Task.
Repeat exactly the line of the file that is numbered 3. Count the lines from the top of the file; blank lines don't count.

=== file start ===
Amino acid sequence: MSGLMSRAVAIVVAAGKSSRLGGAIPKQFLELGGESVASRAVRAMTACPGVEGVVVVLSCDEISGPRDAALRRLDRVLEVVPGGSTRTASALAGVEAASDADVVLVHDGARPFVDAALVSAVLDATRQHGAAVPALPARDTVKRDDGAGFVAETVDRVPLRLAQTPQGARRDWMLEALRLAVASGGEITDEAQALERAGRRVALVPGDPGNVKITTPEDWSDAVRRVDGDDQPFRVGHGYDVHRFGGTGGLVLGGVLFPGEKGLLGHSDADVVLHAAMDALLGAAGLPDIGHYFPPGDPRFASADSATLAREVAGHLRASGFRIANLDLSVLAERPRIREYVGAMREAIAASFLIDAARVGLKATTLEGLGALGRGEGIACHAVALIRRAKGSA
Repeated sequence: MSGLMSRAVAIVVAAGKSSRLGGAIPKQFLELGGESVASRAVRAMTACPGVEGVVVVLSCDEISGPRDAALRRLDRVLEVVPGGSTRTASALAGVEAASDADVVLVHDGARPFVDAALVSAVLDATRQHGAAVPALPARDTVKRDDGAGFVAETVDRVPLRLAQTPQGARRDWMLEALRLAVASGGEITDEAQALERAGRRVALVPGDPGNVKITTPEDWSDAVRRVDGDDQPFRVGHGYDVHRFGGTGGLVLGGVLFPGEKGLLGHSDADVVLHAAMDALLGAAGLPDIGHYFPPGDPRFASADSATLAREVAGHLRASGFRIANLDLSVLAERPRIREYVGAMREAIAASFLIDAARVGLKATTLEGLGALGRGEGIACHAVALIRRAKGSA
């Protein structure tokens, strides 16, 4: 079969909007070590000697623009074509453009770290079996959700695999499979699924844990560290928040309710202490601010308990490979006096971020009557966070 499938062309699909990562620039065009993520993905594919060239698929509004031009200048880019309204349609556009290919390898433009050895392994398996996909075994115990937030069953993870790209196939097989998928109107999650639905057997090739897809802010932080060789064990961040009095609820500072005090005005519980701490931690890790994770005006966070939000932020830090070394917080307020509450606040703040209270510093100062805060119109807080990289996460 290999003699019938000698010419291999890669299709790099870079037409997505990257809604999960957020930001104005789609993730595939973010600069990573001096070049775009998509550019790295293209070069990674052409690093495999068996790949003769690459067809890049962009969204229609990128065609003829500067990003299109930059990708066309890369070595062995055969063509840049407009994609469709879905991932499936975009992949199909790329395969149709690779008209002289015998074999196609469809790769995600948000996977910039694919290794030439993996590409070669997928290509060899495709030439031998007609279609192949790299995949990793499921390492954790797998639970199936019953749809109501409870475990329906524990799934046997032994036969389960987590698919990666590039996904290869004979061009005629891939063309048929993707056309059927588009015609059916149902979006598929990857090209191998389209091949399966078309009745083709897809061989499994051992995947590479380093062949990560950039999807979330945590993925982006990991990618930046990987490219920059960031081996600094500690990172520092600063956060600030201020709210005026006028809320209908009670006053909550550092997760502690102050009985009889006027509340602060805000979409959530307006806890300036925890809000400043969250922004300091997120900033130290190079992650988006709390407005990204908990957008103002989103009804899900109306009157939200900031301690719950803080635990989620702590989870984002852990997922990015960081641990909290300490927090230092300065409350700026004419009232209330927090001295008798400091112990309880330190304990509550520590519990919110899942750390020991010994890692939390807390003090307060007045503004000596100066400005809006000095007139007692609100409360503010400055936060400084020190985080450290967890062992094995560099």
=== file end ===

């Protein structure tokens, strides 16, 4: 079969909007070590000697623009074509453009770290079996959700695999499979699924844990560290928040309710202490601010308990490979006096971020009557966070 499938062309699909990562620039065009993520993905594919060239698929509004031009200048880019309204349609556009290919390898433009050895392994398996996909075994115990937030069953993870790209196939097989998928109107999650639905057997090739897809802010932080060789064990961040009095609820500072005090005005519980701490931690890790994770005006966070939000932020830090070394917080307020509450606040703040209270510093100062805060119109807080990289996460 290999003699019938000698010419291999890669299709790099870079037409997505990257809604999960957020930001104005789609993730595939973010600069990573001096070049775009998509550019790295293209070069990674052409690093495999068996790949003769690459067809890049962009969204229609990128065609003829500067990003299109930059990708066309890369070595062995055969063509840049407009994609469709879905991932499936975009992949199909790329395969149709690779008209002289015998074999196609469809790769995600948000996977910039694919290794030439993996590409070669997928290509060899495709030439031998007609279609192949790299995949990793499921390492954790797998639970199936019953749809109501409870475990329906524990799934046997032994036969389960987590698919990666590039996904290869004979061009005629891939063309048929993707056309059927588009015609059916149902979006598929990857090209191998389209091949399966078309009745083709897809061989499994051992995947590479380093062949990560950039999807979330945590993925982006990991990618930046990987490219920059960031081996600094500690990172520092600063956060600030201020709210005026006028809320209908009670006053909550550092997760502690102050009985009889006027509340602060805000979409959530307006806890300036925890809000400043969250922004300091997120900033130290190079992650988006709390407005990204908990957008103002989103009804899900109306009157939200900031301690719950803080635990989620702590989870984002852990997922990015960081641990909290300490927090230092300065409350700026004419009232209330927090001295008798400091112990309880330190304990509550520590519990919110899942750390020991010994890692939390807390003090307060007045503004000596100066400005809006000095007139007692609100409360503010400055936060400084020190985080450290967890062992094995560099």